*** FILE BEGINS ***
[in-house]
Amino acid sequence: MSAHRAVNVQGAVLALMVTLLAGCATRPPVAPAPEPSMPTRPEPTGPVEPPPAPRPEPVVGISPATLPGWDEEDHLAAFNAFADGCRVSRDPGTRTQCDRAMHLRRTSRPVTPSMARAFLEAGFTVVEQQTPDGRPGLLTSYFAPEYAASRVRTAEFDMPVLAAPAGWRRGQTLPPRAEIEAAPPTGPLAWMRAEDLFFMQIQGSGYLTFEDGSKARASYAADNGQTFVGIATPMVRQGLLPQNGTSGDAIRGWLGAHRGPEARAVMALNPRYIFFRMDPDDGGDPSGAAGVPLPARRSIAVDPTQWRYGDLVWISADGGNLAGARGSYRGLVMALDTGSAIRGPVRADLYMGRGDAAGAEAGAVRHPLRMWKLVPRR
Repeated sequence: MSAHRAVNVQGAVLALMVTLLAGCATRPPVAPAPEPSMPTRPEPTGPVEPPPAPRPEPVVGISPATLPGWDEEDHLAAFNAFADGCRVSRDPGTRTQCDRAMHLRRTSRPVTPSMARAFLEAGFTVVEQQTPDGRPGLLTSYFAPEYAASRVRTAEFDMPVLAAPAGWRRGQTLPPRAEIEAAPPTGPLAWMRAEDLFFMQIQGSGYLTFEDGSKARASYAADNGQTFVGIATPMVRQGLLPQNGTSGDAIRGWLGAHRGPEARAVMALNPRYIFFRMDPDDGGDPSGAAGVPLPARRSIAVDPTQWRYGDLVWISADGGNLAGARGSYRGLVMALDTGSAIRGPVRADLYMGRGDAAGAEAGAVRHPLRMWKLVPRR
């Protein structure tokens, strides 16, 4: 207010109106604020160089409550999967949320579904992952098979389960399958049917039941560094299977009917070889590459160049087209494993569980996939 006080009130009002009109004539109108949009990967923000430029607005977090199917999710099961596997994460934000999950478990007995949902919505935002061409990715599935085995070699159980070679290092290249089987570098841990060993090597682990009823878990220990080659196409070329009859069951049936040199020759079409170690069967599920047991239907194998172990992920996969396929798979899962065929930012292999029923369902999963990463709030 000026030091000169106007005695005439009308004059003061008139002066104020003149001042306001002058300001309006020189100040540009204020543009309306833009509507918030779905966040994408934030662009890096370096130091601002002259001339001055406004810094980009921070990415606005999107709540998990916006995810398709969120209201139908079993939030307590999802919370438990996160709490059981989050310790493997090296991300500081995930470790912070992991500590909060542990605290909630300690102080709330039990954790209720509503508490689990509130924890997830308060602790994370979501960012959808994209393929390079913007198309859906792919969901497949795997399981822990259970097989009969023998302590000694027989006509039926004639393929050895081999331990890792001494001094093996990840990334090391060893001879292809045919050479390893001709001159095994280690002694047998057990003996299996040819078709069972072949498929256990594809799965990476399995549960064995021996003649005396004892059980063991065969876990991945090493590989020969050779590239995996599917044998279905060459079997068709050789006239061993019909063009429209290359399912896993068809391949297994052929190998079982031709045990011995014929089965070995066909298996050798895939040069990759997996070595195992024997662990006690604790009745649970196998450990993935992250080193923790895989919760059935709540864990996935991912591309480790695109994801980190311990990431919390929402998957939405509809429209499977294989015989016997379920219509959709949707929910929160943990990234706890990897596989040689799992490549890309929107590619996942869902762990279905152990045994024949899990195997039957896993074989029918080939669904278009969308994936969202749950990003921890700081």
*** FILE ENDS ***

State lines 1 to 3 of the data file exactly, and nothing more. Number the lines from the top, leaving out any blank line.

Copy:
[in-house]
Amino acid sequence: MSAHRAVNVQGAVLALMVTLLAGCATRPPVAPAPEPSMPTRPEPTGPVEPPPAPRPEPVVGISPATLPGWDEEDHLAAFNAFADGCRVSRDPGTRTQCDRAMHLRRTSRPVTPSMARAFLEAGFTVVEQQTPDGRPGLLTSYFAPEYAASRVRTAEFDMPVLAAPAGWRRGQTLPPRAEIEAAPPTGPLAWMRAEDLFFMQIQGSGYLTFEDGSKARASYAADNGQTFVGIATPMVRQGLLPQNGTSGDAIRGWLGAHRGPEARAVMALNPRYIFFRMDPDDGGDPSGAAGVPLPARRSIAVDPTQWRYGDLVWISADGGNLAGARGSYRGLVMALDTGSAIRGPVRADLYMGRGDAAGAEAGAVRHPLRMWKLVPRR
Repeated sequence: MSAHRAVNVQGAVLALMVTLLAGCATRPPVAPAPEPSMPTRPEPTGPVEPPPAPRPEPVVGISPATLPGWDEEDHLAAFNAFADGCRVSRDPGTRTQCDRAMHLRRTSRPVTPSMARAFLEAGFTVVEQQTPDGRPGLLTSYFAPEYAASRVRTAEFDMPVLAAPAGWRRGQTLPPRAEIEAAPPTGPLAWMRAEDLFFMQIQGSGYLTFEDGSKARASYAADNGQTFVGIATPMVRQGLLPQNGTSGDAIRGWLGAHRGPEARAVMALNPRYIFFRMDPDDGGDPSGAAGVPLPARRSIAVDPTQWRYGDLVWISADGGNLAGARGSYRGLVMALDTGSAIRGPVRADLYMGRGDAAGAEAGAVRHPLRMWKLVPRR